Virginia Tech announced Wednesday morning that ESPN’s College GameDay
will be visiting Blacksburg for the season opener against East Carolina on
September 1. The Tech-East Carolina game will be televised at noon on ESPN. It
was originally scheduled to be televised by ESPN2.
GameDay hosts Chris Fowler, Lee Corso, and
This is the sixth time that GameDay will originate from Blacksburg,
VA. The show came twice in 1999, for Tech’s games with Syracuse and Miami. The
Hokies trounced the Orangemen 62-0 and beat Miami 43-10 on their way to an
undefeated season and a berth in the Sugar Bowl.
GameDay came back for Tech’s Sunday night BCA Bowl game with Georgia Tech
in 2000. However that game didn’t take place because of a thunderstorm, and Lee
Corso’s car was struck by lightning after picking the Yellow Jackets to upset
In 2005, GameDay returned for two more games. They watched Marcus Vick
and the Hokies rout Georgia Tech 51-7 in late September. They were also present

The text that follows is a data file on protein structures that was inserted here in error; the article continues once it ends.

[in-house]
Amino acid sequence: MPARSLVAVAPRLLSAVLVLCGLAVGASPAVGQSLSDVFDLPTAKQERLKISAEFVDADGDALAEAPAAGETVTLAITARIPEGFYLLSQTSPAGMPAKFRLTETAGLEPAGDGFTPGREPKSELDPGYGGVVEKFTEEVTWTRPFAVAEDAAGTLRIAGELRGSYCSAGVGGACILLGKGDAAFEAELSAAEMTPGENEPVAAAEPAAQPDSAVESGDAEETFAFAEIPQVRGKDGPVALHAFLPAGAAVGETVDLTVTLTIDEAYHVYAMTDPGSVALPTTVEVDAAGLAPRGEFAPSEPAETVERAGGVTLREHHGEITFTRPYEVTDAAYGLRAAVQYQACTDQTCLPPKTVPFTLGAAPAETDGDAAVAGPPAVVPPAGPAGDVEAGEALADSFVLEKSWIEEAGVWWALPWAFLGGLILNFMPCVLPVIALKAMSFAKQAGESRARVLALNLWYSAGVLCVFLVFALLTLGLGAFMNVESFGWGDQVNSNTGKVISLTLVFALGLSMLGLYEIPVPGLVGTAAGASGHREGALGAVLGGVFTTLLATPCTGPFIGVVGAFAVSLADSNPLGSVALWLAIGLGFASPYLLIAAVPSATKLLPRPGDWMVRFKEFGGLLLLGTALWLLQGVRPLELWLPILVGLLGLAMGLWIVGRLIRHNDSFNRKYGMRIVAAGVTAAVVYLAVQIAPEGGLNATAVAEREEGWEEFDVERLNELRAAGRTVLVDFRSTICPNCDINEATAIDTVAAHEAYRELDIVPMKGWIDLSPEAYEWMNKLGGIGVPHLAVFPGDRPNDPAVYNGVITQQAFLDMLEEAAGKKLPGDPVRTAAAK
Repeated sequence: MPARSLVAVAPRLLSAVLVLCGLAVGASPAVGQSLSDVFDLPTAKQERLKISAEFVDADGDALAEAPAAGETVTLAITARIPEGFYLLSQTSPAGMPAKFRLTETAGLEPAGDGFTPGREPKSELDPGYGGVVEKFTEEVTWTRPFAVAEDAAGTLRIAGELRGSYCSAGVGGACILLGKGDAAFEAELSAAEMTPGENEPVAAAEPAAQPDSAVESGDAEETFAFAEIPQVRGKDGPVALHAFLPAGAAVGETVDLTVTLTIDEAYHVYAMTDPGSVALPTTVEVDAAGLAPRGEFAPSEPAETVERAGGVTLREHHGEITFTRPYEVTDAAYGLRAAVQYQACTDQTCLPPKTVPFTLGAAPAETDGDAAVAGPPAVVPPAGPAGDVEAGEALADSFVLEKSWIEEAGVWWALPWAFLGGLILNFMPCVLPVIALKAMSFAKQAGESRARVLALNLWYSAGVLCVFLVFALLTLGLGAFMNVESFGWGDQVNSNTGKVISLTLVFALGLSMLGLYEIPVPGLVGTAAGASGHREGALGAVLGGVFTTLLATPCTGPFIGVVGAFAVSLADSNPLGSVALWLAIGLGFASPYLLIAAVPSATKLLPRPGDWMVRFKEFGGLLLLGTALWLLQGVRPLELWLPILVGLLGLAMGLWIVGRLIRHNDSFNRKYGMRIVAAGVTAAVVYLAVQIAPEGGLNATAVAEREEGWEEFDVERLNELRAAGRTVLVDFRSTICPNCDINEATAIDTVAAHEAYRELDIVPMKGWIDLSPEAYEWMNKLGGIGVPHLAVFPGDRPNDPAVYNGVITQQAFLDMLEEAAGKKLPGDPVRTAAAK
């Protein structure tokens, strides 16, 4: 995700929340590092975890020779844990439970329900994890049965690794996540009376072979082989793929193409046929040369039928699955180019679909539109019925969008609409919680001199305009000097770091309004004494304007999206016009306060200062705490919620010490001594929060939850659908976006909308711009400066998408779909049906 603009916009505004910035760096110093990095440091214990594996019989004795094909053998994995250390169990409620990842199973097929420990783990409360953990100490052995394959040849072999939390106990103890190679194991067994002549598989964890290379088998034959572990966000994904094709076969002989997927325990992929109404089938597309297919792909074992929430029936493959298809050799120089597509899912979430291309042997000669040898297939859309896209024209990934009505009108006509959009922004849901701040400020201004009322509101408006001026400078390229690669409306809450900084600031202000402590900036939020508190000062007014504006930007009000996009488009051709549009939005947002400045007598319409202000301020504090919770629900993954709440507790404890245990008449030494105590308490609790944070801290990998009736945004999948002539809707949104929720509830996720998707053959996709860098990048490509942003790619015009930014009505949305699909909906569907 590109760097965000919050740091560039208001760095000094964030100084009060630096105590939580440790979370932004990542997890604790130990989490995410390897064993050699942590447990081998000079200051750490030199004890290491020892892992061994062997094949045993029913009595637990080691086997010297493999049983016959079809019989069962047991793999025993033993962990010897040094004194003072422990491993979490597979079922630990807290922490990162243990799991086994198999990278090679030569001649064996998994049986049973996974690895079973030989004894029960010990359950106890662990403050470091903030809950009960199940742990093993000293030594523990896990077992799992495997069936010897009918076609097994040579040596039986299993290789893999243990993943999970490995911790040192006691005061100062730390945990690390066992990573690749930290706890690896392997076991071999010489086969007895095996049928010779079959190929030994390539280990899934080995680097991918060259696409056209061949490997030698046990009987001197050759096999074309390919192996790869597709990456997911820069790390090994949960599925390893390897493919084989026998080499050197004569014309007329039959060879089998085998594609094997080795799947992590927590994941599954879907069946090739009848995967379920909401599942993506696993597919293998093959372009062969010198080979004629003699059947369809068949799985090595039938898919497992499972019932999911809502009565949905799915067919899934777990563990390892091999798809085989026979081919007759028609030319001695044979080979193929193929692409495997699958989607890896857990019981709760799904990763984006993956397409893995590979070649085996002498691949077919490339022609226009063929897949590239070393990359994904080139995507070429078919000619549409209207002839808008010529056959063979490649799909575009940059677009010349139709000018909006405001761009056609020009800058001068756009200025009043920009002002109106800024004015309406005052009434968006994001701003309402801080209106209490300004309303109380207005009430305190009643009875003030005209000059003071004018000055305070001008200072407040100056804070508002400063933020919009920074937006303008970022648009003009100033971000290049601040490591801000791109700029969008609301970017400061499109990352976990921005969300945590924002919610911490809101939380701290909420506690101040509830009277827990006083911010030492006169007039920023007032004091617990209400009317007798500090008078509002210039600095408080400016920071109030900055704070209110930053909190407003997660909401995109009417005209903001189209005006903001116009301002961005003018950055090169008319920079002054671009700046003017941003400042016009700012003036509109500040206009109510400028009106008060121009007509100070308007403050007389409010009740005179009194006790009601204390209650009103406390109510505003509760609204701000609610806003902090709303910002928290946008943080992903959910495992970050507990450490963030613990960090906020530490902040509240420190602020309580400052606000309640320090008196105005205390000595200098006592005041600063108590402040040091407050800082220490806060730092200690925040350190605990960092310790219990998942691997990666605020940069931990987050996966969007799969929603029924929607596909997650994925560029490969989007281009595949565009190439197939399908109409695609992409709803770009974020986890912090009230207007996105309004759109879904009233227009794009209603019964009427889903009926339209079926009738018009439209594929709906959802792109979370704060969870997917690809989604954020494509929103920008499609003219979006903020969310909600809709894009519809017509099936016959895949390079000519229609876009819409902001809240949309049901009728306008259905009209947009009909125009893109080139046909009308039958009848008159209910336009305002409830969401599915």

when Miami beat Tech 27-7 later in the season.
The relationship between Virginia Tech and College GameDay has been a
mutually beneficial one, as GameDay exposure helped boost the Tech program, and
in return, Hokie fans provided packed, raucous environments for the show. In an April
19th column about the tragedy at Virginia Tech, GameDay host Chris Fowler
credited Virginia Tech fans with taking the show to a new level, writing:
After [the 1999 visits to Virginia Tech], our little traveling circus
was never the same. The ante had been upped for every other school. Virginia
Tech set the standard. We really have savored each visit since.
The show will begin at 10 a.m., although it isn’t clear at this point where
they will set up.
Bobby Hussey Passes Away
Former Virginia Tech basketball coach Bobby Hussey passed away early on
Tuesday morning, at the age of 67. The Roanoke Times reported today that Hussey
died in a Charlotte hospital, one day after suffering a massive stroke.
Hussey was Virginia Tech’s head coach in 1997-98 and 1998-99. He won just 23
games and lost 32 in his two years at Tech, although he was 310-270 in his
career as a head coach. He also coached Davidson and Belmont Abbey. He led
Davidson to the NCAA tournament in 1986.
He was an assistant coach at Virginia Tech under Bill Foster, and helped
guide the Hokies to the 1995 NIT Championship and the 1996 NCAA tournament.